Nature Nurture Farmacy Has New Digs in Chehalis; Community Health Center Expands to Cooperative

Newest Project: ‘Bucket Brigade’ Kicks Off


Dr. Alicia Spalding smiles next to a honeybee mural in her new Nature Nurture Farmacy in Chehalis, and looks down at a vintage baby scale. Dr. Jeanne Adams, who worked in this building for decades, used this very scale to weigh Spalding, as well as all her siblings, after bringing them into the world.

Adams — the first female doctor to deliver babies in Lewis County — retired last year, donating much of her equipment to museums, but leaving the scale with Spalding, a Winlock native.

Now, the old building at 176 NE School St., where countless locals were cared for by Adams, has been transformed into a naturopathic community health center, complete with locally-grown herbs, supplements, an infrared sauna, monthly acupuncturist services, a table for craniosacral therapy and more.

With moss green walls, a plush couch and a new mural by local Susan Clark, the space has changed significantly since Adams — who Spalding called a “hard-core primary care provider” — worked there.

But Spalding, who has a doctorate in naturopathy and focuses on the foundations of health, says the two have some in common. Adams was holistic — not the kind of doctor to write up a prescription and set you out on your own. It's the same mindset found at Nature Nurture Farmacy.

“It’s more than just you come in with a symptom and we treat that. It’s like, ‘what does your whole life look like?’” Spalding said, adding that counseling is a large part of the clinic’s work. “A lot of what we do here is prevention. Aging well, helping people prevent chronic illness. Or if they do get chronic illness, helping them step out of it.”

Nature Nurture Farmacy, a nonprofit, began in 2018 with the goal of “building community health through the use of herbal medicine, sustainable food cultivation and empowering education.”

The clinic moved into its new digs this year, inviting the public to an open house this week.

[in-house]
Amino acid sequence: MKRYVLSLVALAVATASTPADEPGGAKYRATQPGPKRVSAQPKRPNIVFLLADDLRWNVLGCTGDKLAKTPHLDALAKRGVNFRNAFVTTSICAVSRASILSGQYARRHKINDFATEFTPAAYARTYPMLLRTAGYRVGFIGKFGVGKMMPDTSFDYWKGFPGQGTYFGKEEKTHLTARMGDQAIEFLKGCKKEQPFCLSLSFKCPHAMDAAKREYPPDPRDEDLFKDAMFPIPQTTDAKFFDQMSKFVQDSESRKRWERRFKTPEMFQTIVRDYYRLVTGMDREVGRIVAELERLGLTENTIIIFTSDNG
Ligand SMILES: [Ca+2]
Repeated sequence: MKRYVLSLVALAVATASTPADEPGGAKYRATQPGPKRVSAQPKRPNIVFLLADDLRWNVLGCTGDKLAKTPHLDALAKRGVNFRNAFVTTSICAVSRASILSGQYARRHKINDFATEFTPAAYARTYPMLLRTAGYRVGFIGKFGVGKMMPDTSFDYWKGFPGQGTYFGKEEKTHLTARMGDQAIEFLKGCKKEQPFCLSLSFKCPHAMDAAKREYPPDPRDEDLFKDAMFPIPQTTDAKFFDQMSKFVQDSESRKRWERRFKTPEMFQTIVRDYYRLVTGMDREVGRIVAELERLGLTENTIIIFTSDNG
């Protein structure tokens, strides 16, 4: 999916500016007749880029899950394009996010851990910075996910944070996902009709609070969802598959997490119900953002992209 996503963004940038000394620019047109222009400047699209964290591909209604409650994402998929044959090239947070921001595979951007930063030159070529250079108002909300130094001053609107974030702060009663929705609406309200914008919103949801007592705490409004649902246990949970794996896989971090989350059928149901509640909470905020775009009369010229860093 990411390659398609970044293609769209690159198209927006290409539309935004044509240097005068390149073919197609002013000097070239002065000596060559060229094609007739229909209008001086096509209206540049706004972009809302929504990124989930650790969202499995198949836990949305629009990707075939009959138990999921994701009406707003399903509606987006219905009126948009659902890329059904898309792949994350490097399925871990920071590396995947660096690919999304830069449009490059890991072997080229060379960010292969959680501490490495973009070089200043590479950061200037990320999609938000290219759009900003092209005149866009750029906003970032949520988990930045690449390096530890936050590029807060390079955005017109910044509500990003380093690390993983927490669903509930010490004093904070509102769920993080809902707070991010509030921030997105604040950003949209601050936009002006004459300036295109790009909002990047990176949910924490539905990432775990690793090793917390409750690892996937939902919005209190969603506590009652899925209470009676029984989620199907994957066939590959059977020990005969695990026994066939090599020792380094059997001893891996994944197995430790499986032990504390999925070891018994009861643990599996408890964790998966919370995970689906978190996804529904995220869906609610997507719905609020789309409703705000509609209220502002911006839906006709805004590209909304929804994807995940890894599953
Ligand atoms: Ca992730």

“It’s allowed us to open an apothecary, it’s allowed us to have other practitioners here, it’s allowed us to have an acupuncturist once a month,” Spalding said, noting the space is essentially a cooperative.

A 30-minute visit to the clinic is $50, on a sliding scale, hopefully making naturopathic services accessible to the community.

A plethora of donated supplements and herbs — some from Spalding’s own Winlock farm — means individuals on expensive treatment for things like cancer can come in, get evaluated and walk away with natural products to help their healing process.

A copper alembic still — the large contraption sitting in the waiting room — allows Nature Nurture Farmacy to extract essential oils from plants themselves, passing them along to the community.

The health center offers an array of services, from breath work and nutrition to massages and sleep support. The center is also WIAA-approved for school sports physicals.

Naturopathy, Spalding said, is about mind, body and soul. That’s reflected in the nonprofit’s most recent project, the Bucket Brigade. As part of its “Food is Medicine” project, Nature Nurture Farmacy has partnered with the Lewis County Seniors and Lewis County Lollipop Guild to get local seniors garden kits, in an effort to connect them with food and community.

It won’t be enough to produce food to sustain folks through the summer, “but it’s enough to get you outside,” Spalding said.

As part of her work at the Winlock High School’s Community Garden, Spalding helped organize the project, and got Winlock and Toledo elementary students to draw pictures for the seniors, pairing them with seeds or plants that seniors picked out, including sunflowers and tomatoes.

The kits will be delivered this week via the Lollipop Guild’s large rainbow bus.

The hope is to connect more people with food and gardening, and “something to nourish and love that’s outside of you” during the pandemic.